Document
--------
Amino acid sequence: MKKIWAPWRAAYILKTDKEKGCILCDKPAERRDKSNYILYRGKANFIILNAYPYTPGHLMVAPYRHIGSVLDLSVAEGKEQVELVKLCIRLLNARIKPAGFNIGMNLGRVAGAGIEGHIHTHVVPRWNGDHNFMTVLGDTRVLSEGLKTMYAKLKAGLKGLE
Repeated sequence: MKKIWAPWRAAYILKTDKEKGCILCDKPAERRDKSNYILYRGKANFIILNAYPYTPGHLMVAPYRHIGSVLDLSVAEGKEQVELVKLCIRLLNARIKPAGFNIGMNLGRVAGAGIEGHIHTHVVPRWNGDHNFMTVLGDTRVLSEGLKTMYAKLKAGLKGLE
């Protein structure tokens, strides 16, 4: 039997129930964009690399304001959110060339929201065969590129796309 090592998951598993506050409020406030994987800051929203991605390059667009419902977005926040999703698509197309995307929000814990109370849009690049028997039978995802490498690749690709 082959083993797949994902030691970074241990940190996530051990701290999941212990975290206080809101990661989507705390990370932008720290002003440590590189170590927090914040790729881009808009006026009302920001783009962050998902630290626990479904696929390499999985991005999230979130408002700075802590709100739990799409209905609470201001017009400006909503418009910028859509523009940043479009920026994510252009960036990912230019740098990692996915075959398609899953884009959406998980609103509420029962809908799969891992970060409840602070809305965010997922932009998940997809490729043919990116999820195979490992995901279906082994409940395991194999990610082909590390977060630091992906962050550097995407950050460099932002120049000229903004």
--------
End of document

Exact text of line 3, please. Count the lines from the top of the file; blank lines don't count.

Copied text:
């Protein structure tokens, strides 16, 4: 039997129930964009690399304001959110060339929201065969590129796309 090592998951598993506050409020406030994987800051929203991605390059667009419902977005926040999703698509197309995307929000814990109370849009690049028997039978995802490498690749690709 082959083993797949994902030691970074241990940190996530051990701290999941212990975290206080809101990661989507705390990370932008720290002003440590590189170590927090914040790729881009808009006026009302920001783009962050998902630290626990479904696929390499999985991005999230979130408002700075802590709100739990799409209905609470201001017009400006909503418009910028859509523009940043479009920026994510252009960036990912230019740098990692996915075959398609899953884009959406998980609103509420029962809908799969891992970060409840602070809305965010997922932009998940997809490729043919990116999820195979490992995901279906082994409940395991194999990610082909590390977060630091992906962050550097995407950050460099932002120049000229903004």